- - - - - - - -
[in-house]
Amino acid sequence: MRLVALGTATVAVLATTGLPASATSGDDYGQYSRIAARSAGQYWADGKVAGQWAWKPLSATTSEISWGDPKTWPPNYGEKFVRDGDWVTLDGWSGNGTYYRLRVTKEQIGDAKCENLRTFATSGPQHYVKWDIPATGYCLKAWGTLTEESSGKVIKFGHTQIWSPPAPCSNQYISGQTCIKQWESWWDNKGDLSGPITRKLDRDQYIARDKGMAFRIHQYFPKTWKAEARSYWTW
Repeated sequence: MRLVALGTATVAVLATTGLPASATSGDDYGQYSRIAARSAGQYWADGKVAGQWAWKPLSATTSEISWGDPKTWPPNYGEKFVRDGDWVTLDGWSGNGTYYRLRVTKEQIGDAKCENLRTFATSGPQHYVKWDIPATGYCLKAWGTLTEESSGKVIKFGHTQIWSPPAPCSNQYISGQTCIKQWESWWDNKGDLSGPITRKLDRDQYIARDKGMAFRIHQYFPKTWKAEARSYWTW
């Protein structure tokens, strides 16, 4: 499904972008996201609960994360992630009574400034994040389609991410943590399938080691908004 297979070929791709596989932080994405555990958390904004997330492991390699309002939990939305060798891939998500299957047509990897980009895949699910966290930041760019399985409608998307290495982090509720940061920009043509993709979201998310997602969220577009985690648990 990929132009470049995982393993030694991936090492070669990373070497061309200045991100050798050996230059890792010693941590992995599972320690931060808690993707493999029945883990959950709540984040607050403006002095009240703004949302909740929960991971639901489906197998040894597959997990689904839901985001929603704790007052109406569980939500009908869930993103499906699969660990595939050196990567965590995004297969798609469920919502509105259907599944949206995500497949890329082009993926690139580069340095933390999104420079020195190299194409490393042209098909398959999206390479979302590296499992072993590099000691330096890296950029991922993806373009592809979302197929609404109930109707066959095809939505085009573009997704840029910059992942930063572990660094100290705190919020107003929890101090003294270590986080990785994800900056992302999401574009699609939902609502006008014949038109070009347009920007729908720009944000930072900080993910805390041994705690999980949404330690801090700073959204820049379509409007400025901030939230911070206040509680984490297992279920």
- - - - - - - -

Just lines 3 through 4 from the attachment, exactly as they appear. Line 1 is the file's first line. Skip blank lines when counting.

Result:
Repeated sequence: MRLVALGTATVAVLATTGLPASATSGDDYGQYSRIAARSAGQYWADGKVAGQWAWKPLSATTSEISWGDPKTWPPNYGEKFVRDGDWVTLDGWSGNGTYYRLRVTKEQIGDAKCENLRTFATSGPQHYVKWDIPATGYCLKAWGTLTEESSGKVIKFGHTQIWSPPAPCSNQYISGQTCIKQWESWWDNKGDLSGPITRKLDRDQYIARDKGMAFRIHQYFPKTWKAEARSYWTW
């Protein structure tokens, strides 16, 4: 499904972008996201609960994360992630009574400034994040389609991410943590399938080691908004 297979070929791709596989932080994405555990958390904004997330492991390699309002939990939305060798891939998500299957047509990897980009895949699910966290930041760019399985409608998307290495982090509720940061920009043509993709979201998310997602969220577009985690648990 990929132009470049995982393993030694991936090492070669990373070497061309200045991100050798050996230059890792010693941590992995599972320690931060808690993707493999029945883990959950709540984040607050403006002095009240703004949302909740929960991971639901489906197998040894597959997990689904839901985001929603704790007052109406569980939500009908869930993103499906699969660990595939050196990567965590995004297969798609469920919502509105259907599944949206995500497949890329082009993926690139580069340095933390999104420079020195190299194409490393042209098909398959999206390479979302590296499992072993590099000691330096890296950029991922993806373009592809979302197929609404109930109707066959095809939505085009573009997704840029910059992942930063572990660094100290705190919020107003929890101090003294270590986080990785994800900056992302999401574009699609939902609502006008014949038109070009347009920007729908720009944000930072900080993910805390041994705690999980949404330690801090700073959204820049379509409007400025901030939230911070206040509680984490297992279920």